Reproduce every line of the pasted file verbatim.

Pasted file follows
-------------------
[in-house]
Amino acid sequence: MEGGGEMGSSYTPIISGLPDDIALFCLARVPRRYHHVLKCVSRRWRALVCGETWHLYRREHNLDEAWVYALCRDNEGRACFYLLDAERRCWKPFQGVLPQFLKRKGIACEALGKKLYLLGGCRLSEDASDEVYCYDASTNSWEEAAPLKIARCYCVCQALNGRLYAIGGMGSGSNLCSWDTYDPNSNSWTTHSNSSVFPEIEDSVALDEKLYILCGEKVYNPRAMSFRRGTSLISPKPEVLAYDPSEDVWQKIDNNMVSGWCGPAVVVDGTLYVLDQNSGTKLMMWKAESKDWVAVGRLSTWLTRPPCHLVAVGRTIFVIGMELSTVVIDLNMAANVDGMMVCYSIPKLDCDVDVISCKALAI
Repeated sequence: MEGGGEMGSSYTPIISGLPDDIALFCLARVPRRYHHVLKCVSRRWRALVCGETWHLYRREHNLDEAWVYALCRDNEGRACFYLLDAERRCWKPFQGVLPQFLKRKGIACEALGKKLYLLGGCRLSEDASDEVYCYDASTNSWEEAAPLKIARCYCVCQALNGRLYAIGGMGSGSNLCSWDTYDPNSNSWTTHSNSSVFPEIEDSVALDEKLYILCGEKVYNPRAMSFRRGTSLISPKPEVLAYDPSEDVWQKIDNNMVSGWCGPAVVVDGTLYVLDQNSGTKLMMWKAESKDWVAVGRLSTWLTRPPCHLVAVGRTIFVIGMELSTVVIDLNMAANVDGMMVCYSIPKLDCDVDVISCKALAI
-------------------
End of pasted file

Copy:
[in-house]
Amino acid sequence: MEGGGEMGSSYTPIISGLPDDIALFCLARVPRRYHHVLKCVSRRWRALVCGETWHLYRREHNLDEAWVYALCRDNEGRACFYLLDAERRCWKPFQGVLPQFLKRKGIACEALGKKLYLLGGCRLSEDASDEVYCYDASTNSWEEAAPLKIARCYCVCQALNGRLYAIGGMGSGSNLCSWDTYDPNSNSWTTHSNSSVFPEIEDSVALDEKLYILCGEKVYNPRAMSFRRGTSLISPKPEVLAYDPSEDVWQKIDNNMVSGWCGPAVVVDGTLYVLDQNSGTKLMMWKAESKDWVAVGRLSTWLTRPPCHLVAVGRTIFVIGMELSTVVIDLNMAANVDGMMVCYSIPKLDCDVDVISCKALAI
Repeated sequence: MEGGGEMGSSYTPIISGLPDDIALFCLARVPRRYHHVLKCVSRRWRALVCGETWHLYRREHNLDEAWVYALCRDNEGRACFYLLDAERRCWKPFQGVLPQFLKRKGIACEALGKKLYLLGGCRLSEDASDEVYCYDASTNSWEEAAPLKIARCYCVCQALNGRLYAIGGMGSGSNLCSWDTYDPNSNSWTTHSNSSVFPEIEDSVALDEKLYILCGEKVYNPRAMSFRRGTSLISPKPEVLAYDPSEDVWQKIDNNMVSGWCGPAVVVDGTLYVLDQNSGTKLMMWKAESKDWVAVGRLSTWLTRPPCHLVAVGRTIFVIGMELSTVVIDLNMAANVDGMMVCYSIPKLDCDVDVISCKALAI